Federal attorneys have made their first big move to dismiss a lawsuit that alleges the United States, along with eight other countries, has violated a 46-year-old treaty to dismantle its nuclear arsenal. The lawsuit was filed in April — in U.S. Federal Court as well as in the International Court of Justice in The Hague, Netherlands — by the the tiny Pacific nation of the Marshall Islands, which the U.S. bombarded with nuclear weapons tested between 1946 and 1958. Marshall Islands officials maintain that radioactive fallout from the tests sickened citizens and rendered some territories unlivable.
“Our people have suffered the catastrophic and irreparable damage of these weapons,” said Marshall Islands Foreign Minister Tony de Brum in May, “and we vow to fight so that no one else on Earth will ever again experience these atrocities.” The Treaty on the Non-Proliferation of Nuclear Weapons (NPT) was signed in 1968 and mandates that the United States, Russia, United Kingdom, France, China, Israel, India, Pakistan, and North Korea “pursue negotiations in good faith” to end the nuclear arms race “at an early date and to work toward worldwide nuclear disarmament.”
Attorneys for the Marshall Islands — and with the law firm Keller Rohrback LLP, which has an office in Santa Barbara and specializes in constitutional and treaty law — argue that the countries have instead increased and modernized their nukes over the decades. Santa Barbara’s Nuclear Age Peace Foundation (NAPF) is a consultant to the Marshall Islands on the legal and moral issues involved in the case, which has received attention all over the globe and the support of Nobel Prize winners.
In the fed’s Motion to Dismiss, which can be read at the bottom of this story, the government claims the lawsuit should be thrown out because of procedural and jurisdictional issues. “The U.S.… does not argue that the U.S. is in compliance with its NPT disarmament obligations,” the NAPF explained in a prepared statement. “Instead, it argues in a variety of ways that its non-compliance with these obligations is, essentially, justifiable, and not subject to the court’s jurisdiction.”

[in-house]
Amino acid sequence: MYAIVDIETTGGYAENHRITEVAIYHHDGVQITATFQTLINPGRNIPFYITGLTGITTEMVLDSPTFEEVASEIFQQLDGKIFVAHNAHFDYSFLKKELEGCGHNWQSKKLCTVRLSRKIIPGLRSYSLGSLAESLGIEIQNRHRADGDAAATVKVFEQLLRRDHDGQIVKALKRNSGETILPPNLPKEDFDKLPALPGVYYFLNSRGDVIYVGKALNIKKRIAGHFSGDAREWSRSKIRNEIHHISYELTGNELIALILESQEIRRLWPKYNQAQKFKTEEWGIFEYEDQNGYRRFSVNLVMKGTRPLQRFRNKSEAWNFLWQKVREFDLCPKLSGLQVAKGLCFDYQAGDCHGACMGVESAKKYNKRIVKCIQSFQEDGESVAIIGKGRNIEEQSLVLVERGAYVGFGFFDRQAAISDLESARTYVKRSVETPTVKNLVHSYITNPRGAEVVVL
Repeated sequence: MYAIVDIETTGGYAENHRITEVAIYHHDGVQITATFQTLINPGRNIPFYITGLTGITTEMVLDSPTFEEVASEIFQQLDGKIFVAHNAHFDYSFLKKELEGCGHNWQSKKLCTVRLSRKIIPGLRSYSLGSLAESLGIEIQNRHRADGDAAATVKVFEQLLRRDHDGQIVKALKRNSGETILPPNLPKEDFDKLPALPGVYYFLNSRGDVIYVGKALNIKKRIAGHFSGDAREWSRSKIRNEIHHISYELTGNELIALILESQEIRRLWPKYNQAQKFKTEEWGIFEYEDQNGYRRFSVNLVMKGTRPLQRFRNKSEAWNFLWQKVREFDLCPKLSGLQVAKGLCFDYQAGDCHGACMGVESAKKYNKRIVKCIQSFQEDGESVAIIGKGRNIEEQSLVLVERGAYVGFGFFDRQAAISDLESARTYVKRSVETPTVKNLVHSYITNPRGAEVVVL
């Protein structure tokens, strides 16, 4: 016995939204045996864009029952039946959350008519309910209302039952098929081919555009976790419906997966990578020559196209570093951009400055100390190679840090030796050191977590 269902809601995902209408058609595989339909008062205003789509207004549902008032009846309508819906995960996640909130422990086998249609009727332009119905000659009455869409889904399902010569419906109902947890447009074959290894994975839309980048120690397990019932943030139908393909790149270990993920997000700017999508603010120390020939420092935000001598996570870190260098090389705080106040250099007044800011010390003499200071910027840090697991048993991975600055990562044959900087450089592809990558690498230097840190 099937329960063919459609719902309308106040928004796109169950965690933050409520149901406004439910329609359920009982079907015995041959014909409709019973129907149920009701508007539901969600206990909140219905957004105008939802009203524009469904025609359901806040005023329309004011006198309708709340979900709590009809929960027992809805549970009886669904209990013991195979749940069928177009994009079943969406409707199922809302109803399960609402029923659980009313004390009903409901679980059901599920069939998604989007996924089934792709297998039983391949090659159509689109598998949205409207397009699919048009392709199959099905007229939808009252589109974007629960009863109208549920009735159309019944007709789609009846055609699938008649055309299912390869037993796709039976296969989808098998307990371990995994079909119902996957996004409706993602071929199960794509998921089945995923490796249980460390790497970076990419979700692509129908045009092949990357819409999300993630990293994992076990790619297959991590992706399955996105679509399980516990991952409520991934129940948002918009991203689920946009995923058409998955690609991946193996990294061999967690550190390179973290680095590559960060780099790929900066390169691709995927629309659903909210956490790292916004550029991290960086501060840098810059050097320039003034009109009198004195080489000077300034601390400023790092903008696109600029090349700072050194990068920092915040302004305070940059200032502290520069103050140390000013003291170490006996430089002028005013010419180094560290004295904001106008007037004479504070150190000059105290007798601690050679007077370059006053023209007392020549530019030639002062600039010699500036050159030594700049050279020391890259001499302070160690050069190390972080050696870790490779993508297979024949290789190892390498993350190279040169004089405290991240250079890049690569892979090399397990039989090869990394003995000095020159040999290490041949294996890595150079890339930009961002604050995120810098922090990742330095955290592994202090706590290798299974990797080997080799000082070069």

Laurie Ashton, lead attorney for the Marshall Islands, stated this week: “The U.S. government assumes, as it must at this stage in the case, that the U.S. is in breach of its promises under the Non-Proliferation Treaty. Nonetheless, the U.S. government argues that there is no legal remedy for those breaches — either because the breaches cause no harm or because the breaches raise only political issues, or because the Marshall Islands waited too long to complain in court about the breaches. These disappointing arguments hammer at the very foundation of every treaty to which the U.S. is a party, and the courts should reject them.”
David Krieger, president of NAPF, also issued this statement about the federal filing: “The U.S. government is sending a terrible message to the world — that is, that U.S. courts are an improper venue for resolving disputes with other countries on U.S. treaty obligations. The U.S. is, in effect, saying that whatever breaches it commits are all right if it says so. That is bad for the law, bad for relations among nations, bad for nuclear non-proliferation and disarmament — and not only bad, but extremely dangerous for U.S. citizens and all humanity.”
Krieger continued, “In 2009, President Obama shared his vision for the world, saying, ‘So today, I state clearly and with conviction America’s commitment to seek the peace and security of a world without nuclear weapons.’ This lawsuit provides the perfect opportunity for President Obama to move his vision forward. Yet, rather than seizing that opportunity, the U.S. government is seeking dismissal without a full and fair hearing on the merits of the case.”
Federal attorneys did not immediately return requests for comment.
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